With under 40 seconds to go in Game Four, the Celtics held a three-point lead and the Lakers needed a stop.
Paul Pierce was worn out, Kevin Garnett went to set a screen, and Ray Allen had the ball. Allen quickly called off the screen as to avoid drawing more defenders toward him and Garnett instantly retreated. He trusted Allen, who had been struggling throughout the playoffs, averaging only 14 points per game.
Allen had been bothered by Sasha Vujacic's pesky defense all game long, but knew he could take him one-on-one when it came down to it. The Celtics spread the floor, allowing Allen to isolate Vujacic. He hesitated for a dribble or two, and then blew past the young Slovenian for an uncontested, left-handed layup, making it look all-too-easy.
It was a drive that pierced the heart of the Lakers, completed the Celtics comeback, and nearly brought Sasha Vujacic to tears (literally).
The basket put the C's up by five points with 16 seconds to go, and the Lakers couldn't overcome it, succumbing to Boston's unbelievable 24-point comeback (I still can't believe it).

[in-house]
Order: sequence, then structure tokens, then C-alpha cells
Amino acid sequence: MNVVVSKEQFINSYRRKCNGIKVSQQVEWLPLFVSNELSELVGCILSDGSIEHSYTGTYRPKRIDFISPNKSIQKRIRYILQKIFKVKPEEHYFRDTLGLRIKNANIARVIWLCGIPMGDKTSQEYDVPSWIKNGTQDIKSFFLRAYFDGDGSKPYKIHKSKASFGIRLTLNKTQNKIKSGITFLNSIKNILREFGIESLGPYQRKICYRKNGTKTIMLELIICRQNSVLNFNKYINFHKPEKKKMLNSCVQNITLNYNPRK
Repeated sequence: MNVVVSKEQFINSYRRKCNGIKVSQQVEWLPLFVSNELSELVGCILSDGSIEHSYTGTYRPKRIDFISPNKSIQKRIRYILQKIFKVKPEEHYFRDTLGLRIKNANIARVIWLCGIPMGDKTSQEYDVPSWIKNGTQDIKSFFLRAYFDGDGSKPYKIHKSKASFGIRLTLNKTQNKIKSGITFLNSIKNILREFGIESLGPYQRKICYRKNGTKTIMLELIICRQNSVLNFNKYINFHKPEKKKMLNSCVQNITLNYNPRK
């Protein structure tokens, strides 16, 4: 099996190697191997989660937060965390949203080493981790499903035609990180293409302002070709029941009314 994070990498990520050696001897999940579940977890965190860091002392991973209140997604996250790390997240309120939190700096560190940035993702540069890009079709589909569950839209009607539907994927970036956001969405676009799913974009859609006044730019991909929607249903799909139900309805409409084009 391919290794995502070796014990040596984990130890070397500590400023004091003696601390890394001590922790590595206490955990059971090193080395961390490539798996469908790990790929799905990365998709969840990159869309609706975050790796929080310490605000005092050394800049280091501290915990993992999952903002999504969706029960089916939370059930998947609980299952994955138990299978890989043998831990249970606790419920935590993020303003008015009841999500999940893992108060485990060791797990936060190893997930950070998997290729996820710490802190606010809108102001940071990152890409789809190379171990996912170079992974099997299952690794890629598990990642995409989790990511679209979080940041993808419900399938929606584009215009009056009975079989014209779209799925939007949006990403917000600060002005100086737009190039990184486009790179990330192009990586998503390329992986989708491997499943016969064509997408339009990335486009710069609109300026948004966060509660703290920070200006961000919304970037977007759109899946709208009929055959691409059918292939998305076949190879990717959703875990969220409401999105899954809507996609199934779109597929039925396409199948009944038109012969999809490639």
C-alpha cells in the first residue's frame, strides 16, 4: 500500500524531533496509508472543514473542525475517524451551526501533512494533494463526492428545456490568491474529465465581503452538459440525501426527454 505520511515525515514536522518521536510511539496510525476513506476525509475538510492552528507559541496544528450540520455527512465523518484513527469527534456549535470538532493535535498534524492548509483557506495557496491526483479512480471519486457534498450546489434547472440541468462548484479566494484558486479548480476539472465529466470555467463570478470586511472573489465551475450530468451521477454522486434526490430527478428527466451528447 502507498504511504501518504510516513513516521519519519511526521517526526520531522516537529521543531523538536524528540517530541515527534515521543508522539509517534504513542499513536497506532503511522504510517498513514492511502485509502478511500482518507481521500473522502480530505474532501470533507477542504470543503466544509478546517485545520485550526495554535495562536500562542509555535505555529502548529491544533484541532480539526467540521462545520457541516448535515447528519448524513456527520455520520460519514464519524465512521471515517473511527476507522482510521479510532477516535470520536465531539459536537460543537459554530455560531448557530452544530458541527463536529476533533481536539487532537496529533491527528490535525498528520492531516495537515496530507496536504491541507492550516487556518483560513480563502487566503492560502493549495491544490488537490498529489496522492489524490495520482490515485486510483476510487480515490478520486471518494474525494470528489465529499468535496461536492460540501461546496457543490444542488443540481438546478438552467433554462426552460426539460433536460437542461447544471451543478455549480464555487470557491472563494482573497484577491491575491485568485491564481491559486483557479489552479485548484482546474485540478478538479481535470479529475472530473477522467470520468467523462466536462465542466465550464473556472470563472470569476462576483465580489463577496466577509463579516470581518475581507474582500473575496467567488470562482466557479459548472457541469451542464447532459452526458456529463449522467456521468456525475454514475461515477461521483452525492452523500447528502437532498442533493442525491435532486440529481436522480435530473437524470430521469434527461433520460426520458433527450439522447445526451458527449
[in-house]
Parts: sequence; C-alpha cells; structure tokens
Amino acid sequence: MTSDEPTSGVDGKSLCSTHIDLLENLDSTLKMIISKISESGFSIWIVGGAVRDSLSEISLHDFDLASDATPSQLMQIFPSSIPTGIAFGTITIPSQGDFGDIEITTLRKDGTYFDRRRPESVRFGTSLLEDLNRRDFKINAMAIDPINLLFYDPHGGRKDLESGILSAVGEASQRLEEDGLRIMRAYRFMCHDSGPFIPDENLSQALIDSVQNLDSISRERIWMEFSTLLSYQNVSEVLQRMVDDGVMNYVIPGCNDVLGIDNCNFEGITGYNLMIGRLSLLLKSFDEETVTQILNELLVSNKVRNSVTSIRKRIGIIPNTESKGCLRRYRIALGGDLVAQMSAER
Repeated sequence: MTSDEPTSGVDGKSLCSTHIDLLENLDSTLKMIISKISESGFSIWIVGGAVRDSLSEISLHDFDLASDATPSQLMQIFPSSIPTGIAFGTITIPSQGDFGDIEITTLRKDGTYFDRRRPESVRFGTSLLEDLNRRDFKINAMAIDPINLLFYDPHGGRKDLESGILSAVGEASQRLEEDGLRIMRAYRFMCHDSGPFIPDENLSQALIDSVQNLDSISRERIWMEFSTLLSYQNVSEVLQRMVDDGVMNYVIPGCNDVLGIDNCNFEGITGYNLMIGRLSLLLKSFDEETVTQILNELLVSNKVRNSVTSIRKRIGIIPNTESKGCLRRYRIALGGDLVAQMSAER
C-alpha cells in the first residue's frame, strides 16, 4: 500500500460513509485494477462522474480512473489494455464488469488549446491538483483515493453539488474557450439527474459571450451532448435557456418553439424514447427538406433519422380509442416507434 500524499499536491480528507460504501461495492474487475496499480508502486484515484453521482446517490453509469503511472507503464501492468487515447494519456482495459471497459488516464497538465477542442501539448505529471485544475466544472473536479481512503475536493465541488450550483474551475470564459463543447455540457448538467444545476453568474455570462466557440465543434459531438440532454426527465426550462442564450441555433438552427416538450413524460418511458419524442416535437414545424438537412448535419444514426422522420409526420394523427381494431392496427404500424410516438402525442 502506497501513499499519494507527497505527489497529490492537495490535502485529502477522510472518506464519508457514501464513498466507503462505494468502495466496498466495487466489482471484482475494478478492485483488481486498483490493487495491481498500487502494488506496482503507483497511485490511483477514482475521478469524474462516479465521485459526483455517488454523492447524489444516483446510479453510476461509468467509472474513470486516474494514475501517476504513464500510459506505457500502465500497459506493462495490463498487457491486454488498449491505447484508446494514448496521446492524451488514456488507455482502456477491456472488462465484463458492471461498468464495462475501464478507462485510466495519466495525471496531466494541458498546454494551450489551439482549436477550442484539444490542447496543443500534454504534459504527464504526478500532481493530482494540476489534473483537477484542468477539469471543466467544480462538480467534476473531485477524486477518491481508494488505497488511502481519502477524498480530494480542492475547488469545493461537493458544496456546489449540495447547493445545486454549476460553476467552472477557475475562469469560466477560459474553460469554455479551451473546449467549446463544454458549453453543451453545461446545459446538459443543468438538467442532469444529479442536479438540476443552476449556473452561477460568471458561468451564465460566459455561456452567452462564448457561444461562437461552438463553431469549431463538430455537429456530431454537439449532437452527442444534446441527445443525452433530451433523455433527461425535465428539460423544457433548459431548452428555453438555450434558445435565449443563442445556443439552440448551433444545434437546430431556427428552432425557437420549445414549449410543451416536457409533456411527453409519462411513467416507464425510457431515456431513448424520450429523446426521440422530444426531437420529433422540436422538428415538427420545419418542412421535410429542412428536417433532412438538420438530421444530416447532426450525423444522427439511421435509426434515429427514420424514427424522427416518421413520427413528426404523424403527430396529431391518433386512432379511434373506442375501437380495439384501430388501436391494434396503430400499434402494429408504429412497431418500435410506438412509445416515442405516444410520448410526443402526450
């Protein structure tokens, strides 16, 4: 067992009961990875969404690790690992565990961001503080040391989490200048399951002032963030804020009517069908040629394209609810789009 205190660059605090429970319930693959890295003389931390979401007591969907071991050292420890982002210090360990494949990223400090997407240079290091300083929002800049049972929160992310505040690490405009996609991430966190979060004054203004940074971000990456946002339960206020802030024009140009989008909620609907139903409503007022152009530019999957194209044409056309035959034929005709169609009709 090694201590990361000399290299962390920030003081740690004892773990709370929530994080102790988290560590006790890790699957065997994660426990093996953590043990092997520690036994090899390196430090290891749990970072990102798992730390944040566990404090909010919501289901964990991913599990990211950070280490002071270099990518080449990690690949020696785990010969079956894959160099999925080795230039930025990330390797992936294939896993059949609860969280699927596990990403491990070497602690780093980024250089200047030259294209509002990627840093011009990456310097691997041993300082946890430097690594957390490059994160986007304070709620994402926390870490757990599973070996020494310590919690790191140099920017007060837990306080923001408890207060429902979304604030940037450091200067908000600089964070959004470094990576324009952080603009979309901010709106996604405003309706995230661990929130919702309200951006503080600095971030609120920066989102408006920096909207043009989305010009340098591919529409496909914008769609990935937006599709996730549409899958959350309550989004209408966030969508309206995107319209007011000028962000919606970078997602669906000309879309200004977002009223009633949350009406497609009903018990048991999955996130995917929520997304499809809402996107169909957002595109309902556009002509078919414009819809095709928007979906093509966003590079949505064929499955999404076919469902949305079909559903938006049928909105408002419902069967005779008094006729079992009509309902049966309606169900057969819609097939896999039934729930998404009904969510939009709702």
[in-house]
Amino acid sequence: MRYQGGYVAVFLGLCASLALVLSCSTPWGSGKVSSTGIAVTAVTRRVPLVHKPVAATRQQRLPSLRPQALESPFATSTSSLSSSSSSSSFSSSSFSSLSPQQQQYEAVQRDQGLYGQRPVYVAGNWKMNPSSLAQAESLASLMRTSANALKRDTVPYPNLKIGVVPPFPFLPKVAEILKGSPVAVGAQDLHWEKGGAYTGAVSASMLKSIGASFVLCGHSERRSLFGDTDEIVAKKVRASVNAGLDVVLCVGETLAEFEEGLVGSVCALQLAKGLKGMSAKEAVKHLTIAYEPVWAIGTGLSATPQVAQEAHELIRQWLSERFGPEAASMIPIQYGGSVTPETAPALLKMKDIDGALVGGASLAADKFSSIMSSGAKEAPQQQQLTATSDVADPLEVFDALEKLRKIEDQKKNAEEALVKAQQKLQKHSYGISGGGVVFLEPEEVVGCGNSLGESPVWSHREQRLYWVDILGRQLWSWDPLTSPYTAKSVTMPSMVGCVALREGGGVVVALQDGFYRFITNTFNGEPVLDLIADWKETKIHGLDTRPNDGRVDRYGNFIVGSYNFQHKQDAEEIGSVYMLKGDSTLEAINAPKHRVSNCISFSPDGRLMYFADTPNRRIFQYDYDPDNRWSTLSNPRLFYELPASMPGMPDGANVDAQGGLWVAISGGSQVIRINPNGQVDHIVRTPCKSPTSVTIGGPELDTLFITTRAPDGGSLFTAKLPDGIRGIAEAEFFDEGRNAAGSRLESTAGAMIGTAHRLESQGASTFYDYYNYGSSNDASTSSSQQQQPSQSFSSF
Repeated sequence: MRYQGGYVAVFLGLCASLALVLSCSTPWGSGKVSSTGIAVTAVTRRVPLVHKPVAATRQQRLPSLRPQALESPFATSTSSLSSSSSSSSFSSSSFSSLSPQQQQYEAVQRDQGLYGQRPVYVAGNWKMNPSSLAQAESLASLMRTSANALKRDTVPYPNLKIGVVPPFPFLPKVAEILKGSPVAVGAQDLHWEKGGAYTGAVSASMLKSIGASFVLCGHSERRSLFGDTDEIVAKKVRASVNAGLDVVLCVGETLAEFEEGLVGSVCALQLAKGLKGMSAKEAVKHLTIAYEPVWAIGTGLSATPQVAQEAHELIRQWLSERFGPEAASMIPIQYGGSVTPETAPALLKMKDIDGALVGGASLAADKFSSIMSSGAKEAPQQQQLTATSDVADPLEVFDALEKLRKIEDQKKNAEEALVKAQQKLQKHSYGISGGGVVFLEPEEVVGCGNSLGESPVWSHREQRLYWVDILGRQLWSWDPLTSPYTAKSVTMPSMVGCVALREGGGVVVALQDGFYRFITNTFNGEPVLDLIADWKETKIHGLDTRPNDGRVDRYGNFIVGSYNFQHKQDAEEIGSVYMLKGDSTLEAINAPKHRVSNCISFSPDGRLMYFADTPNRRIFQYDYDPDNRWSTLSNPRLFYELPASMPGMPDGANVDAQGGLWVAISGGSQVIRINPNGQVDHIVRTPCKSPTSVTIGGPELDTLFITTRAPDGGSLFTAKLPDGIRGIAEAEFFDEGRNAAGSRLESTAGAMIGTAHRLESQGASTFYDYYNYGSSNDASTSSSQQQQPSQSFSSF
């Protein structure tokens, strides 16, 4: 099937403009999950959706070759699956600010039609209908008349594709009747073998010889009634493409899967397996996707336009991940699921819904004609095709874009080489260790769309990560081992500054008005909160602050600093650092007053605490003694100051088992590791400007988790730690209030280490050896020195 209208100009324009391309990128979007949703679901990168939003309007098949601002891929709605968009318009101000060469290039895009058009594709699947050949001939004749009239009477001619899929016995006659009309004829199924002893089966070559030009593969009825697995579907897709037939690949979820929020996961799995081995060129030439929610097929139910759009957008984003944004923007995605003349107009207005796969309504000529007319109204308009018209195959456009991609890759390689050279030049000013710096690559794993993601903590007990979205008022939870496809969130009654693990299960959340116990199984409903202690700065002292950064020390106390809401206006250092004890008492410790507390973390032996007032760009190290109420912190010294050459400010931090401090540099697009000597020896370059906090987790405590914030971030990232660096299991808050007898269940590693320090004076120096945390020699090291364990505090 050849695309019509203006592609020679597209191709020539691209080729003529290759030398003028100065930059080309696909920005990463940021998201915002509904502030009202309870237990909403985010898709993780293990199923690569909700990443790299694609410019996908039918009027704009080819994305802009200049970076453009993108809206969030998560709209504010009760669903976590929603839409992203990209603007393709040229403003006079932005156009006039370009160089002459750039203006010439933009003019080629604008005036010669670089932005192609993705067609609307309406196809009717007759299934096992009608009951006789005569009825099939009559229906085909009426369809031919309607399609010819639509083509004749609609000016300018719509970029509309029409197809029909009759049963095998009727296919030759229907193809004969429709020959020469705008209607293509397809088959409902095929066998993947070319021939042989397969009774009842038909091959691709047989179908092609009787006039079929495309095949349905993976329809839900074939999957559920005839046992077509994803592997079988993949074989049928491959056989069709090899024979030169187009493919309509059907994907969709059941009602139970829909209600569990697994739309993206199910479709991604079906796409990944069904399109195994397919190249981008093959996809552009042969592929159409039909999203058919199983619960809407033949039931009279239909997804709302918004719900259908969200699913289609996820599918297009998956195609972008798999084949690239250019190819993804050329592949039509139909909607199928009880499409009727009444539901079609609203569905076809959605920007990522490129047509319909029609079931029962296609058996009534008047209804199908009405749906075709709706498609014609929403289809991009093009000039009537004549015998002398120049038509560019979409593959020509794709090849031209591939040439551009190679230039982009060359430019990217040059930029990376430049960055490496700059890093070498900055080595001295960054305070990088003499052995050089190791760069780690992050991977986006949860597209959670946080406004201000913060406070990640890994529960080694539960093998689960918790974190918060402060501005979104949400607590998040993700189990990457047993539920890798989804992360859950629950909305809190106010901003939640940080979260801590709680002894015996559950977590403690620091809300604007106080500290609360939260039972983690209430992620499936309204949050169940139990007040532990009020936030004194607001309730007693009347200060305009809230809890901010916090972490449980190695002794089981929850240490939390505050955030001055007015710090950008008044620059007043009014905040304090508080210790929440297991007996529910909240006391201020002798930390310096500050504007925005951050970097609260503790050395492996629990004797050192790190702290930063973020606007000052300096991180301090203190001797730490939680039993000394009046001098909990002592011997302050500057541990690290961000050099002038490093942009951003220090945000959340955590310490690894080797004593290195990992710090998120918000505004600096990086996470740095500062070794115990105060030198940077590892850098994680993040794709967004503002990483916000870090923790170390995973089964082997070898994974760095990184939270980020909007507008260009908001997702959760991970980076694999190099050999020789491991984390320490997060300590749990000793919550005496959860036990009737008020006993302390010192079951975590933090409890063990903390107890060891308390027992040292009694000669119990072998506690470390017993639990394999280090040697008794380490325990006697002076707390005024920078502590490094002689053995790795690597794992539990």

Yes, Allen made the game-clinching basket, but that's not all he did in Game Four of the NBA Finals. With three minutes left in the game, the Celtics had just taken their first lead after scoring five straight points on clutch baskets from Eddie House and James Posey.
Up by one, Boston put the ball in the hands of Allen, who hesitated for a second from behind the three-point line, forcing Kobe to pull up for a possible shot block attempt. Allen then drove past Bryant through a clear lane to the hoop until he was met by L.A. defenders at the rim. He was forced to hang in the air with the likes of Jordan and Dr. J, and put up a reverse layup that kissed of the backboard and into the net. It increased the Celtics lead to three, and Boston never looked back. Kobe Bryant missed a late trey and finalized the monumental collapse.
After being widely criticized for his inconsistent play through the first three rounds of the playoffs, Ray Allen might be the most consistent player in the Finals, averaging 20 points per game.
In Game Three, Allen's 25 points were the only reason the Celtics' loss was even close. In Game Four, Allen finished with 19 points, and also went airborne to pull down nine rebounds.
And at a point in the playoffs where it looked like the Big Three was down to the Big Two, Ray Allen has stepped up in the Finals—a huge reason why Boston is on its way to hoisting its 17th championship banner.
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